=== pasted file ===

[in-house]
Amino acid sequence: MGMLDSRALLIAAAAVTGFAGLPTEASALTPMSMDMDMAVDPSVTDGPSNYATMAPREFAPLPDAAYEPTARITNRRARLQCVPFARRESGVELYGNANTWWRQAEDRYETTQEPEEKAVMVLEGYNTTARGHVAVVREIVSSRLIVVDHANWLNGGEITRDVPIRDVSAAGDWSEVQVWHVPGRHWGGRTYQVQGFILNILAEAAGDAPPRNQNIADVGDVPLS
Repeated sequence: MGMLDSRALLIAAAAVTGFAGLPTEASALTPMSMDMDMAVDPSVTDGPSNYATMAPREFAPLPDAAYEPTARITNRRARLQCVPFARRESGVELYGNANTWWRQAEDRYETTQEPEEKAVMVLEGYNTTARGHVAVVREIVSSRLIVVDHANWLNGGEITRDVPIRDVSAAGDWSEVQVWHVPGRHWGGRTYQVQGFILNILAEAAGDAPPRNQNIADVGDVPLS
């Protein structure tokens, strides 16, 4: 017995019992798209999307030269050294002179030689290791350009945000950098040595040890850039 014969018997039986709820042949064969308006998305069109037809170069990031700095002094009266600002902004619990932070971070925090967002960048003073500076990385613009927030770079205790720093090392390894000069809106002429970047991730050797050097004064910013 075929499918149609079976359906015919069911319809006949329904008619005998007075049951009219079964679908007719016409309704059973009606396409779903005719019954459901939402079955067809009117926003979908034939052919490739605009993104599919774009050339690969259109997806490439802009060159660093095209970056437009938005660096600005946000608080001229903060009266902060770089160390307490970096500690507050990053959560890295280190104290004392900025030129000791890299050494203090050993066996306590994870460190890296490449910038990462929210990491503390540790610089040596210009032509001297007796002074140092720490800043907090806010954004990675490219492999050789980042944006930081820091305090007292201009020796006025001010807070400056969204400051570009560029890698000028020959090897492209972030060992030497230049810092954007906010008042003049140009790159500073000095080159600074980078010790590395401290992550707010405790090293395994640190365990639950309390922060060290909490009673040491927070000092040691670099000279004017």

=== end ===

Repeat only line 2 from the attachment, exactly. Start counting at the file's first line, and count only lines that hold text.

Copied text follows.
Amino acid sequence: MGMLDSRALLIAAAAVTGFAGLPTEASALTPMSMDMDMAVDPSVTDGPSNYATMAPREFAPLPDAAYEPTARITNRRARLQCVPFARRESGVELYGNANTWWRQAEDRYETTQEPEEKAVMVLEGYNTTARGHVAVVREIVSSRLIVVDHANWLNGGEITRDVPIRDVSAAGDWSEVQVWHVPGRHWGGRTYQVQGFILNILAEAAGDAPPRNQNIADVGDVPLS